On Saturday, Art in the Streets will open at the Museum of Contemporary Art here in Los Angeles, a show that's being called the "first comprehensive U.S. museum survey exhibition" of graffiti and street art. From downtown New York graffiti legends like Fab 5 Freddy and Lee Quiñones to contemporary street art darlings like Brazilian twins Os Gemeos and the TED Prize-winning JR, the exuberant, theme park-like collection aspires to both cover the expansive history of the movement and anchor it firmly in Los Angeles. The show also has an interesting legacy as it's organized by MOCA's new museum director Jeffrey Deitch, who as a gallery owner was the first to draw many of these artists inside the art world's white walls.
Los Angeles street art gets its special nod thanks to associate curation by hometown locals Roger Gastman (author of a new graffiti book and producer for Banksy) and Aaron Rose (director of the film and exhibition Beautiful Losers). Cholo graffiti and the rise of skateboard culture in Dogtown are two of the most prominently featured sections, with artists like Dogtown photographer Craig R. Stecyk III, graffiti artist Chaz Bojorquez, tattoo artist Mister Cartoon, plus work from Shepard Fairey and Kenny Scharf, and some names you've likely seen spray-painted around town: RETNA, SABER, REVOK, and RISK.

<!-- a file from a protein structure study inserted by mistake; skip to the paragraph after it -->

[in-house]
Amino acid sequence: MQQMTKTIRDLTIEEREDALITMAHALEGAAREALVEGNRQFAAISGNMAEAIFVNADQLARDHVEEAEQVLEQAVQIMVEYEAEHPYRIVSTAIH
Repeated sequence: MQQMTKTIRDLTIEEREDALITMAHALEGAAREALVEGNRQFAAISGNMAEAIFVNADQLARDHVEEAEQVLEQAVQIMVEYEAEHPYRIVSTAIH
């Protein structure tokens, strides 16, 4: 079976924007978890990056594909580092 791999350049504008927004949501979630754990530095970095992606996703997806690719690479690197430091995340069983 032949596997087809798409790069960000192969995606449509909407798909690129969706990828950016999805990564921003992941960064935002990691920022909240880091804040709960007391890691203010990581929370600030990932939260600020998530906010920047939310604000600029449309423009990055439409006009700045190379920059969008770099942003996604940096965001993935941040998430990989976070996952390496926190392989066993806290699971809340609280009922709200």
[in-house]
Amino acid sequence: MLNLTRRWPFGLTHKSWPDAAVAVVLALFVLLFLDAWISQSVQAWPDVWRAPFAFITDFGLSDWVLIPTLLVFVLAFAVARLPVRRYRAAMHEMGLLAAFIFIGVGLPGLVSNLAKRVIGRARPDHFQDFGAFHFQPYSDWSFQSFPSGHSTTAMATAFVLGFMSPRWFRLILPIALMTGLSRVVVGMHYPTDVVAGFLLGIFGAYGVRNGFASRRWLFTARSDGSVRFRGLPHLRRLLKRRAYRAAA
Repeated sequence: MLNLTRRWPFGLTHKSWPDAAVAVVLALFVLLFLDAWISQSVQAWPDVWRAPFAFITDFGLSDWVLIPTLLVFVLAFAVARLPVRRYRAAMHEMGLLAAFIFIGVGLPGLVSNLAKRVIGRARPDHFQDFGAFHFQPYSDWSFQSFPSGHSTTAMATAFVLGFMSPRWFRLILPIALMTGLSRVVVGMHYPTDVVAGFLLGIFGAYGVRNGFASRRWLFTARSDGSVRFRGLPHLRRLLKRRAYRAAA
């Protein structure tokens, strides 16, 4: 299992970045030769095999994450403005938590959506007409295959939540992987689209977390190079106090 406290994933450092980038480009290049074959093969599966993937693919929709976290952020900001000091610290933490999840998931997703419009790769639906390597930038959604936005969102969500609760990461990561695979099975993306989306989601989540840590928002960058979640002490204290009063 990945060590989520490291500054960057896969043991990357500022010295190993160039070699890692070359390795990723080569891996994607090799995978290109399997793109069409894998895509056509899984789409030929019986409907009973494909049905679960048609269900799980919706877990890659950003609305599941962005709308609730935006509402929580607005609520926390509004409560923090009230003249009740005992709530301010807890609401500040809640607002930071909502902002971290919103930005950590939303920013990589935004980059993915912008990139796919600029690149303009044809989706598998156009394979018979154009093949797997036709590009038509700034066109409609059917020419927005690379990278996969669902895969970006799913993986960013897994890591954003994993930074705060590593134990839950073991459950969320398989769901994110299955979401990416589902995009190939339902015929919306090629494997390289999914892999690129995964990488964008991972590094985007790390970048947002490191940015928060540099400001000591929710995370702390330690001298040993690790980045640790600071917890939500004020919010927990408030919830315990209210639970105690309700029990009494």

Also taking a nod from L.A. culture, the exhibition has a special focus on the filmmakers and photographers who documented the movement, featuring walls of photographs by Martha Cooper, Gusmano Cesaretti, and Ed Templeton. The filmmaking aspect will further be explored in a workshop area sponsored by Levi's just adjacent to the space, where rentals of cameras (from Super 8 to digital), editing suites, and other equipment will be free of charge, as will expert direction by participating artists and filmmakers like Werner Herzog and Spike Jonze.
While what's happening inside the museum is extremely exciting (expect to make two or three visits to take it in), perhaps the more interesting activity will be out on the streets themselves. With all these artists in town, and so much attention on its own talent, L.A.'s likely to see some new artwork gracing its walls, much like when the visiting Banksy and JR threw up ad-hoc exhibits all over L.A. And since a show about street art is never without controversy, there's already some street art going up criticizing the show. One group, MOCA-latte, has created a set of free stickers marked "approved" or "disapproved" which encourage art enthusiasts to play curator in the streets and photograph the results.
For those who don't already have a deep appreciation the street art—after all, some would call it vandalism—Art in the Streets will serve as an education of sorts, providing an historical context for those sweeps of neon spray paint and wheatpasted posters flapping in the breeze. After viewing it, we suggest walking the few blocks around MOCA to soak up some of this art in its natural environment: the ever-expanding galleries in the streets.
The show will be up at MOCA through August 8, and after that it will travel to the Brooklyn Museum in the spring of 2012.